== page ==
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The natural brilliance in the horse’s athleticism and gaits buoyed the pair into a competitive position, but the overall freestyle was wrought with errors, lacking harmony and impulsion, and showed almost no artistic interpretation or coordination with the music. In contrast, Steffen Peters and Akiko Yamazaki’s Ravel


performed a brilliant freestyle, with an enormously high degree of difficulty and an unprecedented level of harmony and relaxation for contemporary dressage, let alone upper level, international dressage. Their transitions were cleanly marked and effortlessly executed. The choreography and interpretation of their new Avatar-based score were near genius. At the end of their test, the crowd went wild. Their score was posted, and the crowd booed loudly. Peters scored an impressive 82%, but it wasn’t enough to top Totilas and Rath at an undeserved 82.825%. At the prize-giving ceremony, again, the members of the crowd went wild for Peters and Ravel—clearly demonstrating their opinion on who should have won. Would the outcome have been different if Akiko


Yamazaki had pulled out for an interview after Paul Schockemöhle? Who knows? Have dressage judges been so star-struck by Totilas and the amount of money spent on him that they are biased? Again, who knows?


What I do know is that as sure as the Germans would like to be winners of the gold medal in 2012, much of the dressage-watching world recognizes that Totilas and Rath have ridden a wave that is showing signs of breaking. The top six horses in the Aachen Freestyle scored 82.825, 82., 81.775, 79.825, 79.700 and 78.725. Gone are the days when scoring 70 or above makes a horse and rider internationally competitive. There are now multiple horse and rider combinations capable of scoring over 80%. So, in keeping with our opening motif, the screen now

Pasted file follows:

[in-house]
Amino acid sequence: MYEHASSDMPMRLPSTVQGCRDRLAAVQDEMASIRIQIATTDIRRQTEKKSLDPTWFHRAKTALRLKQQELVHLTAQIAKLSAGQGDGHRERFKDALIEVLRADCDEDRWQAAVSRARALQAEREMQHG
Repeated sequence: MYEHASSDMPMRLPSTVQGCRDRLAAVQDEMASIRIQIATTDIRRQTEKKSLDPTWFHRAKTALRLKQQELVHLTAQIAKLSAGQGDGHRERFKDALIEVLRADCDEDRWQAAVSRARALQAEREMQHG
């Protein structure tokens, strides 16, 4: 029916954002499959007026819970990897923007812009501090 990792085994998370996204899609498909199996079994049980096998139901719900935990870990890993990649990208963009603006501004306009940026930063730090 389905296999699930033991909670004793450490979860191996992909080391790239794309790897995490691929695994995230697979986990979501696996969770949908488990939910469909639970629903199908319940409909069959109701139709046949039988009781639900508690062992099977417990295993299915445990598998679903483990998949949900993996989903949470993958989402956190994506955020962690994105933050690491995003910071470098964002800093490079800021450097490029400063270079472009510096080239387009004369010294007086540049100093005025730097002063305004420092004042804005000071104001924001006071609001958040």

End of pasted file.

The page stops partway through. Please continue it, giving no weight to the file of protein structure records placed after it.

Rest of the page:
shifts back to the title, COMPETITIVE DRESSAGE 2012. We begin a montage of characters: Totilas and Rath, Peters and Ravel, Cornelissen and Parzival, Bechtolsheimer and Mistral Hojris, Isabel Werth and about ten Grand Prix horses. Unknown territory lies ahead. I’m not going to say that Totilas is Darth Vader and Ravel Luke Skywalker— I know Contango is Ravel’s father, but I am going to say that there are multiple episodes ahead of us, and I, for one, will be glued to my screen.


Scot Tolman has been breeding


Dutch Warmbloods for over 20 years at Shooting Star Farm in Southwestern New Hampshire. Read more of Scot’s writing at shootingstarfarm.com.


FAUST CA


2005 handsome gray gelding sired by Fuerst Gotthard X Broadway Romance (Bordeaux).


Faust is a multi-talented individual suited for a variety of disciplines. He has been


shown successfully in dressage, performs clean flying lead changes and loves to jump. Additional potential as an equitation mount, hunter-jumper, and three-day eventer. For more information please view our website at www.crossenarabians.com or call to schedule an appointment.


66 September/October 2011


Crossen Arabians & Warmbloods Tom and Susan Crossen 860-742-6486


www.CrossenArabians.com


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